Fri., Aug. 6 -- Music

Last year, the Johnstown Folk Festival took a new name, reflecting its wider sample of roots music. This year, the Ameriserv Flood City Music Festival returns with a smattering of big national acts -- Los Lobos, Robert Cray Band, Galactic, Los Straitjackets -- and some of the Pittsburgh area's best, as well (Mon River Ramblers, Boca Chica, Mark Dignam). It starts today and runs through Sunday, with weekend passes and one-day tickets available. Andy Mulkerin 5:30 p.m. Festival Park, 90 Johns St., Johnstown. $5-10 (passes from $25). All ages.


Fri., Aug. 6 -- Art 

Some art crawls might shy from August. But the Penn Avenue corridor can take the heat, and so can Unblurred. This month, new art visits venues including Studio 5013, Most Wanted Fine Art and Imagebox. The Irma Freeman Center opens the group exhibition Energy: The Good, the Bad and the Ugly. Up on Broad Street, Schmutz Lodge hosts indie crafters Steel Town Etsy's Steel Town Handmade Trunk Show (with jewelry, clothing, toys, etc.) Look at art, or watch them make it molten, at Pittsburgh Glass Center; tango to new Argentine music at the law office of Richard J. Walters; and more. Bill O'Driscoll Most events begin by 6 p.m. Bloomfield/Friendship/Garfield. Most events free. 412-441-6147 or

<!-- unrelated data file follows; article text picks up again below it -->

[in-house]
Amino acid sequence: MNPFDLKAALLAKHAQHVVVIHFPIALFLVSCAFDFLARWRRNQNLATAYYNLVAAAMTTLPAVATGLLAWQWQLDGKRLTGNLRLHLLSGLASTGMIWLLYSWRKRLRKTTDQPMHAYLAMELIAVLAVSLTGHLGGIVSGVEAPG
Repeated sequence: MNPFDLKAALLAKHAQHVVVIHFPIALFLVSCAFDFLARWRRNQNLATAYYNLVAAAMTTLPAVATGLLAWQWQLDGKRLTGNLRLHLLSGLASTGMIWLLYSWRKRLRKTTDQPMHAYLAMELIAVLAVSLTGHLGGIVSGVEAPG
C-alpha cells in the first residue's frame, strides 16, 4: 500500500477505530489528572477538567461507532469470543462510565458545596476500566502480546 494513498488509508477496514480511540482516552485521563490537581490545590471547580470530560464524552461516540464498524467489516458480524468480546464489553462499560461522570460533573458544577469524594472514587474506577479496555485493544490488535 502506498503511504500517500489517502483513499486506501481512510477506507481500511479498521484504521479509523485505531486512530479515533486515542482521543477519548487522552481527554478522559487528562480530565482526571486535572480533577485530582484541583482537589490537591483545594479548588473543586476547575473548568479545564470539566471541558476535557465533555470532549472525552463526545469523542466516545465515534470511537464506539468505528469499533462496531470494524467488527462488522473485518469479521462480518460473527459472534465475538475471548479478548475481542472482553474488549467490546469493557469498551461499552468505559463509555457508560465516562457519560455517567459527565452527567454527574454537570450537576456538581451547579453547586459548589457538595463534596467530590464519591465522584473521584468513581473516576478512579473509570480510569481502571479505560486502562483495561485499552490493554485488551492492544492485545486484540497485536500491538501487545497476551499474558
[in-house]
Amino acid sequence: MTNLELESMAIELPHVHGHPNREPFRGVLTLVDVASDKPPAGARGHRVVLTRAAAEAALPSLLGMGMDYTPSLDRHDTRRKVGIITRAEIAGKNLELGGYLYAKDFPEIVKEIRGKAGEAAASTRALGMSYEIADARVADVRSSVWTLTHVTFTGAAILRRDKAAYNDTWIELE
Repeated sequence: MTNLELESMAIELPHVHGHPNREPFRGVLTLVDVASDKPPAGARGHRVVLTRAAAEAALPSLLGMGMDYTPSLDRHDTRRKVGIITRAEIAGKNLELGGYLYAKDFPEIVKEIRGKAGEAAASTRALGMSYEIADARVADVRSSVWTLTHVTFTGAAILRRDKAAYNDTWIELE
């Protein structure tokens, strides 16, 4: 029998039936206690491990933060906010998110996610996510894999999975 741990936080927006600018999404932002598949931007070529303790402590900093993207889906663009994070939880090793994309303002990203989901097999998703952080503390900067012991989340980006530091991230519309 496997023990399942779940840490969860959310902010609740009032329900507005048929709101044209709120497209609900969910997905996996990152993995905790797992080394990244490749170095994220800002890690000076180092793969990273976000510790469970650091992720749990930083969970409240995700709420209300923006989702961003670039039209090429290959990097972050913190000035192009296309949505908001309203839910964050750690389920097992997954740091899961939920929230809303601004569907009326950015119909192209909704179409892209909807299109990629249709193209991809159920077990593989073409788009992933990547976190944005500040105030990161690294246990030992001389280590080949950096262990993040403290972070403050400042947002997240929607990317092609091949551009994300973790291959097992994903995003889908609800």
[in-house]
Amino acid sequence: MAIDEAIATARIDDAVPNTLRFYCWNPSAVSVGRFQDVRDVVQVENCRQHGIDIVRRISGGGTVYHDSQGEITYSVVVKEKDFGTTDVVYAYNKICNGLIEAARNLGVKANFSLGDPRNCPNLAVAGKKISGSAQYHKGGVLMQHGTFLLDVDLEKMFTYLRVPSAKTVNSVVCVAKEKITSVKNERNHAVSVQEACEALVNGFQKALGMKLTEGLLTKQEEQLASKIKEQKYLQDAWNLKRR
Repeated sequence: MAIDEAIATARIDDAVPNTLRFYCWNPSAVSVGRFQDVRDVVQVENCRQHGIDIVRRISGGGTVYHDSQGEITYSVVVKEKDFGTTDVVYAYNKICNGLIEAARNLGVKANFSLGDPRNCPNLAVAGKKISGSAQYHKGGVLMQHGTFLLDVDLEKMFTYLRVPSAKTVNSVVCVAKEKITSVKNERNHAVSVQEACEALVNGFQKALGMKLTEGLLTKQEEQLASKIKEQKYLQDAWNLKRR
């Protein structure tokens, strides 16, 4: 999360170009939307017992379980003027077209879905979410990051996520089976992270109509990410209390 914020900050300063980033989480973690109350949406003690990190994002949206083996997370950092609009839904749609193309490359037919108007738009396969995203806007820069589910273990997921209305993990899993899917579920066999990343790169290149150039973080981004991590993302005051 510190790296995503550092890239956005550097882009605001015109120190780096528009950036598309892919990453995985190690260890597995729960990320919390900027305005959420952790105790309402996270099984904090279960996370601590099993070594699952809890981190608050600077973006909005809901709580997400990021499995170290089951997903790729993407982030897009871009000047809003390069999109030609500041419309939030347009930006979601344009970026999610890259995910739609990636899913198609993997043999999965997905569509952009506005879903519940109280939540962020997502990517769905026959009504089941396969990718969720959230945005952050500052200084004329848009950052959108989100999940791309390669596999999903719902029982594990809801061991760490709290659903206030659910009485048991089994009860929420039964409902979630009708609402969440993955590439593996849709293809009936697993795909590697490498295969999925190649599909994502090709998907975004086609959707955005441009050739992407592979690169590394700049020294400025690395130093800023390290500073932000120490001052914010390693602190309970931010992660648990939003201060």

Fri., Aug. 6 -- Words

Pushcart Prize-winner Barbara Hurd speaks tonight at Chatham University. The renowned essayist and nature writer (who teaches at Maryland's Frostburg State University) mixes memoir and research to cover everything from swamps to spider crabs, imagination to unfinished symphonies. In books including 2001's Stirring the Mud: On Swamps, Bogs, and Human Imagination, her poetic prose explores natural minutia and grandeur. An opening reception is followed by Hurd's lecture "What We Talk About When We Talk About Nature Writing" and a book-signing. JP 6:30 p.m. (reception) and 7:30 p.m. (talk). James Laughlin Music Hall, Chatham campus, Shadyside. Free. 412-365-1264 or


Fri., Aug. 6 -- Music

Santa Fe resident and world-traveler Johnny Alston is a native Pittsburgher and a Native American flutist. Too minimalist to be called jazz, too traditional for minimalism, his music is simple and peaceful. He transports listeners to a quiet place using a wooden Native American flute -- in some cases, as depicted in videos posted to YouTube, he does so in the middle of a bustling city. He does it tonight in his hometown, at Istanbul, the all-ages, BYOB coffeehouse space in Lawrenceville. Andy Mulkerin 7 p.m. 4130 Butler St., Lawrenceville. Free. 412-683-1623


Fri., Aug. 6 -- Rock

Chris Shiflett is best known as the lead guitarist of the Foo Fighters, and maybe for his punk side project, Jackson United. But this year Shiflett put away his distortion pedals and towering amps to pick up an acoustic guitar and reveal a poppy side that Foo fans may never have known he was hiding. With his band, The Dead Peasants, his self-titled new album is a pop-infused work of jaunty alt-country -- light on the alt. Shiflett performs tonight at Club Café with Ari Shine and local band Chet Vincent and The Big Bend. Kelsey Shea 8 p.m. (doors at 7 p.m.). 56-58 S. 12th St., South Side. $10. 412-431-4950 or


Sat., Aug. 7 -- Words